Not an easy read but an essential one.

Pub Date: Aug. 13, 2019

ISBN: 978-0-525-50928-8

Page Count: 320

Publisher: One World/Random House

Review Posted Online: April 28, 2019

Kirkus Reviews Issue: May 15, 2019

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The value of this book is the context it provides, in a style aimed at a concerned citizenry rather than fellow academics,...

HOW DEMOCRACIES DIE

A provocative analysis of the parallels between Donald Trump’s ascent and the fall of other democracies.

Following the last presidential election, Levitsky (Transforming Labor-Based Parties in Latin America, 2003, etc.) and Ziblatt (Conservative Parties and the Birth of Democracy, 2017, etc.), both professors of government at Harvard, wrote an op-ed column titled, “Is Donald Trump a Threat to Democracy?” The answer here is a resounding yes, though, as in that column, the authors underscore their belief that the crisis extends well beyond the power won by an outsider whom they consider a demagogue and a liar. “Donald Trump may have accelerated the process, but he didn’t cause it,” they write of the politics-as-warfare mentality. “The weakening of our democratic norms is rooted in extreme partisan polarization—one that extends beyond policy differences into an existential conflict over race and culture.” The authors fault the Republican establishment for failing to stand up to Trump, even if that meant electing his opponent, and they seem almost wistfully nostalgic for the days when power brokers in smoke-filled rooms kept candidacies restricted to a club whose members knew how to play by the rules. Those supporting the candidacy of Bernie Sanders might take as much issue with their prescriptions as Trump followers will. However, the comparisons they draw to how democratic populism paved the way toward tyranny in Peru, Venezuela, Chile, and elsewhere are chilling. Among the warning signs they highlight are the Republican Senate’s refusal to consider Barack Obama’s Supreme Court nominee as well as Trump’s demonization of political opponents, minorities, and the media. As disturbing as they find the dismantling of Democratic safeguards, Levitsky and Ziblatt suggest that “a broad opposition coalition would have important benefits,” though such a coalition would strike some as a move to the center, a return to politics as usual, and even a pragmatic betrayal of principles.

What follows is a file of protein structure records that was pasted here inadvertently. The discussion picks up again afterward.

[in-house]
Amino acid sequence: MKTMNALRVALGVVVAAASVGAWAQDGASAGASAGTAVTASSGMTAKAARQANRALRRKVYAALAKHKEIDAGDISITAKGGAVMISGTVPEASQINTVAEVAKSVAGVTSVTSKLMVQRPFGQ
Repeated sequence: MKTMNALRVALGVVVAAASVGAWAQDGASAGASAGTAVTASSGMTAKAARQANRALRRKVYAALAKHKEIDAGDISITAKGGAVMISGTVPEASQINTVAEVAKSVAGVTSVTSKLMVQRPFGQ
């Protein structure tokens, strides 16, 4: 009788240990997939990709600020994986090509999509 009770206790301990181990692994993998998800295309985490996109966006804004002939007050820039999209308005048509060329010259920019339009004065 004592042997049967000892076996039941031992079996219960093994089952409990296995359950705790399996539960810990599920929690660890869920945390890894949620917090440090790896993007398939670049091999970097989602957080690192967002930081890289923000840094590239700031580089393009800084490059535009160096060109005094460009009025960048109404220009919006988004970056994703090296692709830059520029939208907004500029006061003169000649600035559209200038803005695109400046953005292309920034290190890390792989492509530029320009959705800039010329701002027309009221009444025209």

The value of this book is the context it provides, in a style aimed at a concerned citizenry rather than fellow academics, rather than in the consensus it is not likely to build.

Pub Date: Jan. 16, 2018

ISBN: 978-1-5247-6293-3

Page Count: 320

Publisher: Crown

Review Posted Online: Nov. 13, 2017

Kirkus Reviews Issue: Dec. 1, 2017